The first 1,000 days of a child’s life (through a women’s pregnancy and until the child’s second birthday) represent a critical period of growth and development. The rapid growth of their bodies and brains requires essential nutrients including protein, vitamins, and minerals.
Children who do not receive the nutrients they need during this key development stage suffer from chronic malnutrition. The consequences of chronic malnutrition – stunted growth, impaired brain development, and a weakened immune system - are largely irreversible, preventing affected children from reaching their full potential.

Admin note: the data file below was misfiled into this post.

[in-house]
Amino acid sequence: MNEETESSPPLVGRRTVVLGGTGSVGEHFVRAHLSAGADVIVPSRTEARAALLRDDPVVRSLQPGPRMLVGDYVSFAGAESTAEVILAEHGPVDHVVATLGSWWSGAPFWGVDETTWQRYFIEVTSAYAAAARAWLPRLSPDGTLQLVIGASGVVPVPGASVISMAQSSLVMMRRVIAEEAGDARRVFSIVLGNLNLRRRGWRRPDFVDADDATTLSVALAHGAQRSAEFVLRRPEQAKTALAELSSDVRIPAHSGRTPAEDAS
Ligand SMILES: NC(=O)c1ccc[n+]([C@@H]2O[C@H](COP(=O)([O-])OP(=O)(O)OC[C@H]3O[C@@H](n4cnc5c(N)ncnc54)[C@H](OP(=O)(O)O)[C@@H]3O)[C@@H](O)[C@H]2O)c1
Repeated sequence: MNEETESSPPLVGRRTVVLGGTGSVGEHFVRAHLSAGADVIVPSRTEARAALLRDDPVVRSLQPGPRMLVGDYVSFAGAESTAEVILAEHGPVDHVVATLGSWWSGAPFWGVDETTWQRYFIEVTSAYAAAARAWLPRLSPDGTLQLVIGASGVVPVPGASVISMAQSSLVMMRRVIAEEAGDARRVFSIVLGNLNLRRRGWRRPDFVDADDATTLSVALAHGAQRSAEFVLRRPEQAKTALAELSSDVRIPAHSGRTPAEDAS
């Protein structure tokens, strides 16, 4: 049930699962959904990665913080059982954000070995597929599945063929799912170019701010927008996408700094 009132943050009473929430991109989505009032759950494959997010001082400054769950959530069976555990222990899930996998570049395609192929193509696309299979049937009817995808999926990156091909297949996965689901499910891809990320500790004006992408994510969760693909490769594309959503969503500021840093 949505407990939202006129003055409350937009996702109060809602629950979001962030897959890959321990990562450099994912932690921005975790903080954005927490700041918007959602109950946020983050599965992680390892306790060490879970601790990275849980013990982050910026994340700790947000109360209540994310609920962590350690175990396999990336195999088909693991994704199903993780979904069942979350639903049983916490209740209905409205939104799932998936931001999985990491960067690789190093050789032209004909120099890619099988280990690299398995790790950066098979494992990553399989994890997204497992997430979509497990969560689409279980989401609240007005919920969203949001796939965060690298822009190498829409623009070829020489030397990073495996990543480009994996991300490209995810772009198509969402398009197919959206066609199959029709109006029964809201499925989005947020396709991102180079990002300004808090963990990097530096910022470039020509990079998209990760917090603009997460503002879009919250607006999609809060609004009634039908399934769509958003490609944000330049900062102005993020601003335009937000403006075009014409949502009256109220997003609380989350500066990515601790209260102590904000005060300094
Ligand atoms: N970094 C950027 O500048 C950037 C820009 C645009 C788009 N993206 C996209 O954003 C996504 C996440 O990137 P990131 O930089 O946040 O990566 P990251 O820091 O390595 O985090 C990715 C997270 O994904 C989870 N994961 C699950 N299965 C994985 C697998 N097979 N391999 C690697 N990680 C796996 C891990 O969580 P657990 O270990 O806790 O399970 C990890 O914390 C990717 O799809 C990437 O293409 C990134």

Today, 1 in 5 children worldwide are chronically malnourished. Compared with their peers, they will struggle to do as well in school and will on average earn 20% less income as adults. In addition to the human tragedy, chronic malnutrition is an enormous obstacle to countries’ economic development. In Africa, where chronic malnutrition affects 1 in every 3 children, the cost of undernutrition is estimated at up to 16% of GDP in some countries.
Despite affecting 144 million children worldwide, chronic malnutrition remains little known.
Chronically malnourished children do less well in school and earn less as adults
A chronically malnourished mother is likely to have a malnourished baby
It is estimated that stunted children earn 20% less as adults
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